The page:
• 4 Periodic Points and Dynamic Rays , January 13, 2003

    then Eλ: Rj → C′ is a conformal isomorphism for every j. The assumption |Im(κ)| ≤ π implies that the singular value 0 is always in R0. The collection {Rj} is a partition of the complex plane; the boundaries are the preimages of the negative real axis. The inverse of Eλ mapping C′ to Rj will be denoted by Lκ,j, so that Lκ,j(z) = Logz − κ + 2πij. As a consequence, Rj ⊂ Eλ(Rk) for every j 6= 0 and every k. The strip R0 is the only one which intersects the image of the boundary of an arbitrary strip.

    The strips Rk are limits of sectors of angles 2π/d with vertices at −d, which are fundamental domains for the polynomials z 7→ λ(1 + z/d)d which approximate z 7→ λ exp(z).

    The idea to define a partition by considering the preimages of the negative real axis can be found in [DGH]; we call such a partition a static partition (as opposed to various dynamic partitions introduced in Section 4).

    Definition 2.2 (External Address) Let S := {s1s2s3, . . . : all sk ∈ Z} be the space of sequences over the integers, and let σ be the shift map on S. We will often use the abbreviation s = s1s2s3 . . .. For any z ∈ C with E◦kλ (z) /∈ R− for all k ∈ N, the external address S(z) ∈ S is the sequence s1s2s3 . . . with E◦kλ (z) ∈ Rsk+1 for all k ≥ 0.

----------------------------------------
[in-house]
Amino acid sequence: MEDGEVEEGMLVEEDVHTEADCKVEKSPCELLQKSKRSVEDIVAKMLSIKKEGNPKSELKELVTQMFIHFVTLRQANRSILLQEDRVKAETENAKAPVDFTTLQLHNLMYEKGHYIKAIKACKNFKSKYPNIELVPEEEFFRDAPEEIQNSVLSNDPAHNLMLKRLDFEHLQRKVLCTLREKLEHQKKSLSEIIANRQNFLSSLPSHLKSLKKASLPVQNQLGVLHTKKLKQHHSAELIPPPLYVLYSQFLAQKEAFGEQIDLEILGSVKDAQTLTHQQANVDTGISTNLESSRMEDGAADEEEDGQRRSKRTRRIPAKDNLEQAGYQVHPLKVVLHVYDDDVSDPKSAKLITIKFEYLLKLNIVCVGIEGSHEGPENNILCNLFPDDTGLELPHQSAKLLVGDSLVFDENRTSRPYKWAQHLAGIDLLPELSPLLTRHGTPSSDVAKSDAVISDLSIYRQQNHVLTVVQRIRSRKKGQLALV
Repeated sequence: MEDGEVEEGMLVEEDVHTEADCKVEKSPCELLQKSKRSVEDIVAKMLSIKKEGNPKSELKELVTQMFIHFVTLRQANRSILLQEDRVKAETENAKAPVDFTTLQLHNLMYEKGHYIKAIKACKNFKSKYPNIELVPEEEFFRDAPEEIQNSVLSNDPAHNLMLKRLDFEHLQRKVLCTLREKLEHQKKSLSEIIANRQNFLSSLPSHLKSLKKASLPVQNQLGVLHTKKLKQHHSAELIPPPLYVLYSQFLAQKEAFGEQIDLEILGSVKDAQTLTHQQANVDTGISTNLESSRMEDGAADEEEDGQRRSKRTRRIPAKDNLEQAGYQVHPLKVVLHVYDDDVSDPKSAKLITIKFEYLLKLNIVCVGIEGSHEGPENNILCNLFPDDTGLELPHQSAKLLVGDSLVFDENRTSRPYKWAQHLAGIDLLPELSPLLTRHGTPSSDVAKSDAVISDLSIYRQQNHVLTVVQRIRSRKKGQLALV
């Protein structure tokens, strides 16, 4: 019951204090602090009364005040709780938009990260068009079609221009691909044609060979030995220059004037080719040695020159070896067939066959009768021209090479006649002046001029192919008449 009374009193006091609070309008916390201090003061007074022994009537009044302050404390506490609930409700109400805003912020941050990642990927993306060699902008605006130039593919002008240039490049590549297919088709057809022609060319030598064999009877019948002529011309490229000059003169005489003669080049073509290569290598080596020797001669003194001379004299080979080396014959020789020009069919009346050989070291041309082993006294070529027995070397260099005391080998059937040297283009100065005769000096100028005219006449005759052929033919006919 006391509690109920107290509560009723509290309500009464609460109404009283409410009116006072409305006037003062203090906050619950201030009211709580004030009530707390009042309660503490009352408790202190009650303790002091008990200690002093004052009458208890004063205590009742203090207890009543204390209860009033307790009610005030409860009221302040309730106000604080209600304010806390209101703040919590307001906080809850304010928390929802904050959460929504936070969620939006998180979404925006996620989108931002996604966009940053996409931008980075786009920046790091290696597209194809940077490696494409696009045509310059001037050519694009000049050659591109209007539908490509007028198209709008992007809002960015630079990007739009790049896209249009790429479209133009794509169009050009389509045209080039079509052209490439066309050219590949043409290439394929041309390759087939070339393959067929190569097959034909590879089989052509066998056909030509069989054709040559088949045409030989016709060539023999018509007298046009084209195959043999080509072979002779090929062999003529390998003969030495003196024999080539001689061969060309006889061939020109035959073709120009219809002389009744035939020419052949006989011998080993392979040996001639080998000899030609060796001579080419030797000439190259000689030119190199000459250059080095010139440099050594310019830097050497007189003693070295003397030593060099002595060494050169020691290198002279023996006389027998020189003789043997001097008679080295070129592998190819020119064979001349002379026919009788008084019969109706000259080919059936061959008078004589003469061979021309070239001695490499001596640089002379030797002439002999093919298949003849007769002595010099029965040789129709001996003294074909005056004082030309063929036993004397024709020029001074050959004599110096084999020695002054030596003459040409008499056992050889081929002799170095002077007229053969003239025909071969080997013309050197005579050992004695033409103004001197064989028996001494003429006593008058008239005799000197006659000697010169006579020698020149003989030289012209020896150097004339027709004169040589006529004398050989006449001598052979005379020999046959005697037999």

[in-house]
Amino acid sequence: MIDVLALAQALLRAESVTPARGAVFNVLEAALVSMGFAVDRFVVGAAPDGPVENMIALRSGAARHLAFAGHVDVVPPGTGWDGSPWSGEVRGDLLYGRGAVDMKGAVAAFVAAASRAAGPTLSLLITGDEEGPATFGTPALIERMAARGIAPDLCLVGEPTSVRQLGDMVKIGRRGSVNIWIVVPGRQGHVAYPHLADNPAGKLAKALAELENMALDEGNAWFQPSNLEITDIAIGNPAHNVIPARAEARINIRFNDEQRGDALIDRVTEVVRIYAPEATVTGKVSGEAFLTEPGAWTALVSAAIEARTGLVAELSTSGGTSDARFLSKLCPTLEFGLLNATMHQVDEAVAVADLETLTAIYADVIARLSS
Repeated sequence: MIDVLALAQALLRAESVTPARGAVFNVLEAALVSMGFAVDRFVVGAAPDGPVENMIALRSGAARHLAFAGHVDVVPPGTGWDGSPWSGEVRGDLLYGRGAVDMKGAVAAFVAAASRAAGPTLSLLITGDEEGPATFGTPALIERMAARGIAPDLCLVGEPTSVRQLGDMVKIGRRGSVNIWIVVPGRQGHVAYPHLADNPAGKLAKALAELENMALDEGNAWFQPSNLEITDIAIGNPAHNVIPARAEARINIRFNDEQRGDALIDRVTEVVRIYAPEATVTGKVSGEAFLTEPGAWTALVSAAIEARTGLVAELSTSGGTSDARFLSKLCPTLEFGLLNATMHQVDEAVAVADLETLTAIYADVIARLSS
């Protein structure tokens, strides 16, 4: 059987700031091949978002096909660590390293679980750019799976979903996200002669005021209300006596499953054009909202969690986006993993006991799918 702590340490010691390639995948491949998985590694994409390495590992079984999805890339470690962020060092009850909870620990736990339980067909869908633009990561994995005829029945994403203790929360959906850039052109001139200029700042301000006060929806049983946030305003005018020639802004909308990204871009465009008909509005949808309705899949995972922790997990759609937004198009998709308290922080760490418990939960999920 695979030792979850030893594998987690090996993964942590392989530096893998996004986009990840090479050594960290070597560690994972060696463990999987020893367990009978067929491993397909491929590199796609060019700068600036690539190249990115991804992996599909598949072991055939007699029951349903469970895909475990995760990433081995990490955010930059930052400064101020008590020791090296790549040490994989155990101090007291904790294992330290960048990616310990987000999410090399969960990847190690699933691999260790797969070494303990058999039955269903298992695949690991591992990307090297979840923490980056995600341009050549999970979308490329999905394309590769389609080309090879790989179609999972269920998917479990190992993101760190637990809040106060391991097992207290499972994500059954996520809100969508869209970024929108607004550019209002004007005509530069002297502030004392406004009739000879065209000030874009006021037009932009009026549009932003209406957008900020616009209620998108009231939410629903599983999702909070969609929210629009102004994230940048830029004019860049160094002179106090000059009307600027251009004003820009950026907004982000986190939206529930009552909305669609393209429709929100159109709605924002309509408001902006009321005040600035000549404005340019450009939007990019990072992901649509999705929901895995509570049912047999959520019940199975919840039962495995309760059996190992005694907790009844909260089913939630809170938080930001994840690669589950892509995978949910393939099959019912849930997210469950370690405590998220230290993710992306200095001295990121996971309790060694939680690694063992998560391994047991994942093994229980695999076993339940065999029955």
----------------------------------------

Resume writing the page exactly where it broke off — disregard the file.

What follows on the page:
Since we mainly consider periodic and preperiodic orbits in this paper, most external addresses will be bounded; we write |s| := sup{|sk|} for bounded s := s1s2s3 . . . ∈ S.

    The following simplified version of [SZ2, Theorem 4.2 and Theorem 6.5] will be sufficient for our purpose.

    Theorem 2.3 (Dynamic Rays) If the singular orbit does not escape, then for every bounded s there is a unique injective and continuous curve gs: ]0,∞[→ C of external address s satisfying

    lim t→+∞

    Re(gs(t)) = +∞

    which has the following properties: it consists of escaping points such that

    Eλ(gs(t)) = gσ(s)(F (t)) for every t > 0, (1)

    and gs(t) = t − κ + 2πis1 + rs(t) with |rs(t)| < 2e−t(|κ| + C), where C ∈ R depends only on a bound for s.

  • Landing Properties of Dynamic Rays, January 13, 2003 5

    If the singular orbit does escape, then the statement is still true for every bounded s for which there is no n ≥ 1 and t0 > 0 such that 0 = gσn(s)(t0). For those exceptional s, there is an injective curve gs: ]t

    ∗ s,∞[→ C with the

    same properties as before, where t∗s ∈ R+ is the largest number that has an n ≥ 1 such that F ◦n(t∗s) = t0 and 0 = gσn(s)(t0).

    Remark. In fact, one can show more: dynamic rays yield a complete char- acterization of escaping points in the sense that every escaping point is either on a dynamic ray, or the landing point of a ray (or mapped to a point on a dynamic ray under iteration in the case of an escaping singular orbit). See [SZ2, Theorem 6.5].

    The curve gs: ]0,∞[→ C (or gs: ]t∗s,∞[→ C) will be called the dynamic ray at external address s. We should note that in the exceptional case, it is no longer true that the E◦kλ -image of the s-ray maps entirely onto the σk(s)-ray; it only covers an unbounded part of the ray which terminates at some postsingular point. The dynamic ray gs is called periodi